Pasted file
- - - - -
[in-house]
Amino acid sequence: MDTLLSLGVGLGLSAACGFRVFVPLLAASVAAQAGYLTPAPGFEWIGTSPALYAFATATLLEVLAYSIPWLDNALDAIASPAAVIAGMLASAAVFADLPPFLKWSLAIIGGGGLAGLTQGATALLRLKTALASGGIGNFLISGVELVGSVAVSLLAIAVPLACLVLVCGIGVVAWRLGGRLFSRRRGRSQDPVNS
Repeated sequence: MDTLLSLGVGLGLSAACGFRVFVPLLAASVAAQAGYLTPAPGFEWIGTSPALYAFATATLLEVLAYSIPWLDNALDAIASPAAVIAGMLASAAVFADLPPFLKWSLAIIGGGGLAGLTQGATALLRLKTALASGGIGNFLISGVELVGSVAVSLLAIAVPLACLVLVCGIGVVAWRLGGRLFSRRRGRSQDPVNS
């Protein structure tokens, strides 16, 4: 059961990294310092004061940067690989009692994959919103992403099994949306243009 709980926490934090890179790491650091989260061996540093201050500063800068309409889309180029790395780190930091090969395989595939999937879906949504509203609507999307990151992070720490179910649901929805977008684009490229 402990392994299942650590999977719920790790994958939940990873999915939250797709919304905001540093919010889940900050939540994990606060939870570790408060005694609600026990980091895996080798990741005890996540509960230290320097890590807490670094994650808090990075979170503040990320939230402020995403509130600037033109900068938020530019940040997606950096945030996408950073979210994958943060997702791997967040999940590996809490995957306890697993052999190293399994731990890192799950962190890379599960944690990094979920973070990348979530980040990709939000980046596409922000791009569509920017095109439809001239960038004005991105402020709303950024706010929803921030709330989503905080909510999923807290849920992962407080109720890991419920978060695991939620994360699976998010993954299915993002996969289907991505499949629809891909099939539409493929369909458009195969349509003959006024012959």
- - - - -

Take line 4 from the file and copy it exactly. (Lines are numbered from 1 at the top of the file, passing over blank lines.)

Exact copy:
């Protein structure tokens, strides 16, 4: 059961990294310092004061940067690989009692994959919103992403099994949306243009 709980926490934090890179790491650091989260061996540093201050500063800068309409889309180029790395780190930091090969395989595939999937879906949504509203609507999307990151992070720490179910649901929805977008684009490229 402990392994299942650590999977719920790790994958939940990873999915939250797709919304905001540093919010889940900050939540994990606060939870570790408060005694609600026990980091895996080798990741005890996540509960230290320097890590807490670094994650808090990075979170503040990320939230402020995403509130600037033109900068938020530019940040997606950096945030996408950073979210994958943060997702791997967040999940590996809490995957306890697993052999190293399994731990890192799950962190890379599960944690990094979920973070990348979530980040990709939000980046596409922000791009569509920017095109439809001239960038004005991105402020709303950024706010929803921030709330989503905080909510999923807290849920992962407080109720890991419920978060695991939620994360699976998010993954299915993002996969289907991505499949629809891909099939539409493929369909458009195969349509003959006024012959």